Mohammed Al Otaiba, Editor-in-Chief
It took three hours over a distance of 43 kilometres and a swollen left thumb to get to work. While I chose to take the scenic route on Tuesday, perhaps I should also have been a bit more sensible along the way. However, at one point instead of stopping and lifting my bicycle off the ground to place it on the pavement, I cycled head on into the kerb, assuming the bicycle would jump onto the pavement. Instead, I flew off the bicycle and fell on my hands.
Cycling to the office usually takes me about 45 minutes. But on Tuesday, I thought I would meet other fellow cyclists who had decided to take part in this year’s Cycle to Work day. So I continued northwards to the Corniche and, since I was travelling through areas I hadn’t cycled in before – and so as not to repeat my earlier incident – I sensibly manoeuvred around road and infrastructure challenges to find the best and safest paths. It made me notice my surroundings and appreciate the details of neighbourhoods I cycled through much more, as well as people going about their daily routine. There’s so much I didn’t know about my city, I discovered.
Once I reached the Corniche, I was moved by the sheer number of people cycling. Their energy and enthusiasm simply overwhelmed me. And what a sight!
Checking social media, I found that people from across the country had posted their photos and shared their experiences.
As a result, the hashtag #cycletoworkuae was trending across the country at No 1, ahead of Zayn Malik’s hashtag #HappyBirthdayZayn.
Was the swollen thumb worth it? As long as nobody saw me fall – though really, I don’t mind a bruised ego – then absolutely! It might not be easy to change norms and foster good habits, but looking at the bigger picture there was a sense of purpose as we cycled towards community building. Everybody owned Tuesday’s event, and therein lies its success – #cycletoworkuae has officially become an annual national event.
Ann Marie McQueen, Features editor
Everything was going great as I cycled down the city side of the bike path adjacent to Salam Street, near the Eastern Mangroves Resort, after leaving my apartment behind the Holiday Inn on 31st and Airport Road.
Granted, I had already embarrassed myself by trying and failing to exit my building through a revolving door with my bike, but that part of the day was over.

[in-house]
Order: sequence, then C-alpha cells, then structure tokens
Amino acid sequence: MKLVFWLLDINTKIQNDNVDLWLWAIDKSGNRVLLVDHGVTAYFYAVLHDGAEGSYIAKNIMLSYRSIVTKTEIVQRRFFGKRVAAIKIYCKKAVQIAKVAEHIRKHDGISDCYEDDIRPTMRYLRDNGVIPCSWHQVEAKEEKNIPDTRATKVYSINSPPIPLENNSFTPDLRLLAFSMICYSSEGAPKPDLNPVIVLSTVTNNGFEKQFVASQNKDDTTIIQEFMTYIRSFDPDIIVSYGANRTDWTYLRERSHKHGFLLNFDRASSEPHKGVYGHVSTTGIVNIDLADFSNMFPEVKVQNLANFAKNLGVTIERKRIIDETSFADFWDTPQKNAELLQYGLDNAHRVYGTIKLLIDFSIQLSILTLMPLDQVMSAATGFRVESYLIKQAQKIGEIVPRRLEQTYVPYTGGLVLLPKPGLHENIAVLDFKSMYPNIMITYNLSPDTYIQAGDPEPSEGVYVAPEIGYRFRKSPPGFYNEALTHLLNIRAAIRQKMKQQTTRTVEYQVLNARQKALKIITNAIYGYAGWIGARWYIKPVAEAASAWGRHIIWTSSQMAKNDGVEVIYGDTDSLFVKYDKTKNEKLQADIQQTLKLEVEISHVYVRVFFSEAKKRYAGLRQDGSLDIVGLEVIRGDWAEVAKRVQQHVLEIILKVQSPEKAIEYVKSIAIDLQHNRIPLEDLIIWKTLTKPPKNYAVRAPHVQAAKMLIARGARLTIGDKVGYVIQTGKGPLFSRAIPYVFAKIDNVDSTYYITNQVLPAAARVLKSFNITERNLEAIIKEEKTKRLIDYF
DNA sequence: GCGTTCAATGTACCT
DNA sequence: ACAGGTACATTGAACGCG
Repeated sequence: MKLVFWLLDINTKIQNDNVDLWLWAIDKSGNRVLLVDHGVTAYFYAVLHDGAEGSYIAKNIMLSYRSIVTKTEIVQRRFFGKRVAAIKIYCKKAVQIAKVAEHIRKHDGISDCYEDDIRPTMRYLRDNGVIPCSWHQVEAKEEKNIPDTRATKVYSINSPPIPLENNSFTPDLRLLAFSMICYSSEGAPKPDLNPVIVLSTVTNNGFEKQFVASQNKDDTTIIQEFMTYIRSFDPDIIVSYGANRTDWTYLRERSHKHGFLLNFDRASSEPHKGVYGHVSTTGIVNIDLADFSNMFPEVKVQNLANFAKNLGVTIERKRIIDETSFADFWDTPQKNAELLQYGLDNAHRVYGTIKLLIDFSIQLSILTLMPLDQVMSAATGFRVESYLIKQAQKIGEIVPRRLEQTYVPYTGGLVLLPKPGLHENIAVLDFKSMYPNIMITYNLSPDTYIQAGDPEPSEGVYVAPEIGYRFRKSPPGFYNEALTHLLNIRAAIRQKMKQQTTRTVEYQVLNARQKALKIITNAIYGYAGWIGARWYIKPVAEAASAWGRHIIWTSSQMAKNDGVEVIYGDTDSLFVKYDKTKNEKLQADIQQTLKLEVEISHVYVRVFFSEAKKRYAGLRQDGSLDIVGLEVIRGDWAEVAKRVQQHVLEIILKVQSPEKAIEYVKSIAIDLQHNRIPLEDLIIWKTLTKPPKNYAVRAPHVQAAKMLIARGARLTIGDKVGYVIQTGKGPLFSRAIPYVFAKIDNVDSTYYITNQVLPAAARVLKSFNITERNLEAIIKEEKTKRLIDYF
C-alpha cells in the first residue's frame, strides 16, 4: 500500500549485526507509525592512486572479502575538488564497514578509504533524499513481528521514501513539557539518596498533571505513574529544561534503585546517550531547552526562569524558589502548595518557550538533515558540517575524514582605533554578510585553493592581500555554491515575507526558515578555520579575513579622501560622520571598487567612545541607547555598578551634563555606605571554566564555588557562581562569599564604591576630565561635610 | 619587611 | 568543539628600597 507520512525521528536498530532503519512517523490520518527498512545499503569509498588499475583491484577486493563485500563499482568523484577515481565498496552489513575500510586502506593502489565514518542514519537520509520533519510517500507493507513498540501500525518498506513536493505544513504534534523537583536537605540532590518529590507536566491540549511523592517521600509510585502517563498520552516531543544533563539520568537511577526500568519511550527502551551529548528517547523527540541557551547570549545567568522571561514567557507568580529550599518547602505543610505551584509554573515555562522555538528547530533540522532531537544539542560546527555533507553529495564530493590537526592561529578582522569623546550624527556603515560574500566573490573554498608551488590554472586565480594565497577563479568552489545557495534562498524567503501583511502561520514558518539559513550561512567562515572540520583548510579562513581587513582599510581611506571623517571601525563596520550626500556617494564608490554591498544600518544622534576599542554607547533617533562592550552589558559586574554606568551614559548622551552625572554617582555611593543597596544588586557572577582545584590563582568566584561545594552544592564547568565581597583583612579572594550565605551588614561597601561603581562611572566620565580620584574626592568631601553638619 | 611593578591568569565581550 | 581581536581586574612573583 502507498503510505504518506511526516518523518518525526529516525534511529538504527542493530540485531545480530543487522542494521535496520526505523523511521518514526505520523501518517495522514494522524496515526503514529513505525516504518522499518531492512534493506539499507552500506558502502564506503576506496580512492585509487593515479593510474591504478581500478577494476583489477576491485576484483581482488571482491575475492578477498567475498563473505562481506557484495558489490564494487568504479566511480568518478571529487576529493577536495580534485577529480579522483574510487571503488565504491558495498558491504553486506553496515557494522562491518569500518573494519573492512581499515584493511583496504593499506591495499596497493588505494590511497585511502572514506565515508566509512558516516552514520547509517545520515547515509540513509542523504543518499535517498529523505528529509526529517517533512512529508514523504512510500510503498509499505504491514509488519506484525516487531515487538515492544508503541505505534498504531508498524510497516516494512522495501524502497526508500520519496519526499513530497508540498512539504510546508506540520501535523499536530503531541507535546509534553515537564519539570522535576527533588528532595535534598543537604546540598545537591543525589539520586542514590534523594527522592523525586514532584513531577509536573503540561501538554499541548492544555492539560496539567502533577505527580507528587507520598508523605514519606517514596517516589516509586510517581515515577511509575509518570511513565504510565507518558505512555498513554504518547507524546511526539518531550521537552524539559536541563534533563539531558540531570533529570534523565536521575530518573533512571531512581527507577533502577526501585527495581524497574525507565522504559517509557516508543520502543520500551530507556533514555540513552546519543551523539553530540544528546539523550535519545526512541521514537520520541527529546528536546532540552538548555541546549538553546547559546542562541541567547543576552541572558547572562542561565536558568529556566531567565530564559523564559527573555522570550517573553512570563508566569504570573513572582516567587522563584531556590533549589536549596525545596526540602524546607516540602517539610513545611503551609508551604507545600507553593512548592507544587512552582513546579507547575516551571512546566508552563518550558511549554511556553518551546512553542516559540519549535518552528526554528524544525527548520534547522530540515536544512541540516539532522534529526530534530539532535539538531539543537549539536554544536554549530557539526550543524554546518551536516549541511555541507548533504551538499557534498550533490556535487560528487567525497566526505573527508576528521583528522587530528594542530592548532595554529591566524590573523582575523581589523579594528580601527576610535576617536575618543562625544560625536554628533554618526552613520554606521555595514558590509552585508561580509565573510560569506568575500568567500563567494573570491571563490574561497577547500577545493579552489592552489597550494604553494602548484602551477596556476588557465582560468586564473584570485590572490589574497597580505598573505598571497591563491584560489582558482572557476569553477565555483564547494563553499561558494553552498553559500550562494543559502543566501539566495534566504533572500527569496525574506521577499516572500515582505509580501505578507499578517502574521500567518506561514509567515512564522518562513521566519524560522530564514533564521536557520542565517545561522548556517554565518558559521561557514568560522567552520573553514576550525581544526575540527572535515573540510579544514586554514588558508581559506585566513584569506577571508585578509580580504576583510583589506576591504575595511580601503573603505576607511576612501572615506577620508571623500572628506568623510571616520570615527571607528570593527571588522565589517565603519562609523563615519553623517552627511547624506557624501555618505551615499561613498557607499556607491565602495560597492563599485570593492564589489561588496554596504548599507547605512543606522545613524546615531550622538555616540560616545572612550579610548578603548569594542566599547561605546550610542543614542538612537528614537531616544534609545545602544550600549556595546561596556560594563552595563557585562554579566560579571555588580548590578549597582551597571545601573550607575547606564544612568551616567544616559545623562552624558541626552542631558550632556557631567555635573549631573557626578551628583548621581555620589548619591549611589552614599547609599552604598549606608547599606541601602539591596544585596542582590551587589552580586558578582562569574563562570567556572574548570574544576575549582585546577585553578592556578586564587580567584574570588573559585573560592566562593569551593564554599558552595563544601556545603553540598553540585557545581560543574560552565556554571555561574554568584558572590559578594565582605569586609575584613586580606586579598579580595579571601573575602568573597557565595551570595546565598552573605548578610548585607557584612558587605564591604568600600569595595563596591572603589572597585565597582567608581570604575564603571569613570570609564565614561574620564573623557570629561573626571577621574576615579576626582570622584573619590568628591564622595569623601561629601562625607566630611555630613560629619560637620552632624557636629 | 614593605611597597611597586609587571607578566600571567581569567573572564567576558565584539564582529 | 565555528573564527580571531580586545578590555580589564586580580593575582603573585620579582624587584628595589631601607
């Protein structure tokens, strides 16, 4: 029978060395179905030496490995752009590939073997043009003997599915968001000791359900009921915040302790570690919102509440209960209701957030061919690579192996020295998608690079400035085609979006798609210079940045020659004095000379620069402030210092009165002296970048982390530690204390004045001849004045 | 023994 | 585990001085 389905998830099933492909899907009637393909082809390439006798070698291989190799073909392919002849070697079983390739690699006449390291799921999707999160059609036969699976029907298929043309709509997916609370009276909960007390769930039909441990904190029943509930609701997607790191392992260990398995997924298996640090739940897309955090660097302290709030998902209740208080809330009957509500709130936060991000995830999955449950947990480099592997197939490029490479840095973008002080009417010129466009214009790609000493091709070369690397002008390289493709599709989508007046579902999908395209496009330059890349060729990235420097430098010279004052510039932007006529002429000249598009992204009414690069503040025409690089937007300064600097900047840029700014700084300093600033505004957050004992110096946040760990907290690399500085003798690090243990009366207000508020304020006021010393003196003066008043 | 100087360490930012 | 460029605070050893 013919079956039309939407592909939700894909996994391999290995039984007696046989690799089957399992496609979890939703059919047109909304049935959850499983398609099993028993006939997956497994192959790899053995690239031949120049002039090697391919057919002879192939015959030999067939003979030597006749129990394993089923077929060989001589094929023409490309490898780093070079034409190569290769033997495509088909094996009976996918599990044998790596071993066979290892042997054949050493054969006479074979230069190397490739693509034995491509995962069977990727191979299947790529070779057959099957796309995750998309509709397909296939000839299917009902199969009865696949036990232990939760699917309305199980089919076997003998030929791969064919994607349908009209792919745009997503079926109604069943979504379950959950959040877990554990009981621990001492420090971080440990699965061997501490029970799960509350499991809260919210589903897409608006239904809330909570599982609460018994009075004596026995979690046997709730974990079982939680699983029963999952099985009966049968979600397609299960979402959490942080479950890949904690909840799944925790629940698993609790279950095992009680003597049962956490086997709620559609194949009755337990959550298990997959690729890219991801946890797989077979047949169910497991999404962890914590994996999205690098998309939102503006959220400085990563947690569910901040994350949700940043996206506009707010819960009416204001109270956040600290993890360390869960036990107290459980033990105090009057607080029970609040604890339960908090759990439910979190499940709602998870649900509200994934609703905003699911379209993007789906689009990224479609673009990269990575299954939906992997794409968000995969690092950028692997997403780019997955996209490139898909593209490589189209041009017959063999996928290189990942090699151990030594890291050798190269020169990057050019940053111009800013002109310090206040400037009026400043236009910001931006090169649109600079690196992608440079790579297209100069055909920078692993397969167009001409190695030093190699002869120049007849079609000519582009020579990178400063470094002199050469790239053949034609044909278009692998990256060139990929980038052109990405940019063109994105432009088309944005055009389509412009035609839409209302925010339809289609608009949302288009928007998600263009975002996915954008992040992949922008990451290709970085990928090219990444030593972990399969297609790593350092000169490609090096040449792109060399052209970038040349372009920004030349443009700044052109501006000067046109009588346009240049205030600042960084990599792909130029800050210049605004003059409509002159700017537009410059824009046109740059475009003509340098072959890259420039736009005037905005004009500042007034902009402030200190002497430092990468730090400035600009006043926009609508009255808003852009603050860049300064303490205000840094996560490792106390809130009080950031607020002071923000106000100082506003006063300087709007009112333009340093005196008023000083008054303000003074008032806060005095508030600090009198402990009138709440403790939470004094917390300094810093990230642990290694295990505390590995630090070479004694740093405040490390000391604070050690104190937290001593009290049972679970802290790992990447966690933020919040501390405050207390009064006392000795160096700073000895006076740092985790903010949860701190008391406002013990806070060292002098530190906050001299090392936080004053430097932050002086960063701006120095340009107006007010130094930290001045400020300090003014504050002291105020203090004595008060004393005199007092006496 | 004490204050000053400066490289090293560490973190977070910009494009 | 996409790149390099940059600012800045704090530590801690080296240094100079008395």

What a beautiful morning, what a great path, I was thinking, blessedly cut off from Salam Street’s steady flow of traffic to my right.
The 3km recreational route is supposed to take riders all the way to Al Saada Street, although I didn’t know this until afterwards. Most people would have pre-mapped their trip, but I like a sense of adventure when I can get it and headed out with just a vague plan.
Obviously I knew I’d have to get off the path at some point to get to The National’s offices. However, because I had already been almost sideswiped twice by cars as I made my way down Rabdan Street towards the path, I wasn’t particularly excited for more city cycling. But then, up ahead, the sight of barriers across the path. As I eased closer, about halfway through my journey and more than a full block from Al Saada Street, I could see that a giant sandpit ended the path. I ducked into side streets at that point (not having much of a choice), made it down Al Saada Street for a slightly scary crossing at Muroor, through a car park past Al Jazeera Sports and Cultural Club, over another sandpit and down more back roads – arriving at work after a (mostly) calm and cool 45 minutes.
Álvaro Sanmartí, Business designer
For me, riding to work from Gate Towers on Al Reem Island is not something that happens only once a year – it is something that I do every day. I have two different routes, a shorter one (6.5km) for summer and a longer one (8.1km) for the rest of the year.
On Tuesday, of course, I took the longer one, which is more fun and safer even though some days the road below Al Reem Island bridge can be quite busy with lorries. But even on the worst of days, it is much better than riding along with cars travelling at more than 100kph.
The second bridge, over Salam Street, is harder to ride. But there is quite a good side area where I feel safe even though it’s full of dust on the pavement.
Once I’m on Abu Dhabi Island, everything is much slower, because I take small streets full of speed bumps, crossing Delma Street to continue along a back road to Al Mamoura building. There are at least nine speed bumps, I believe.
Drivers might hate the speed bumps, but they make my daily commute more fun because they give me the chance to pass superfast cars. Once I reach Al Mamoura parking area, I just go straight to The National’s offices on Mohammed bin Khalifa Street.
Source: uae news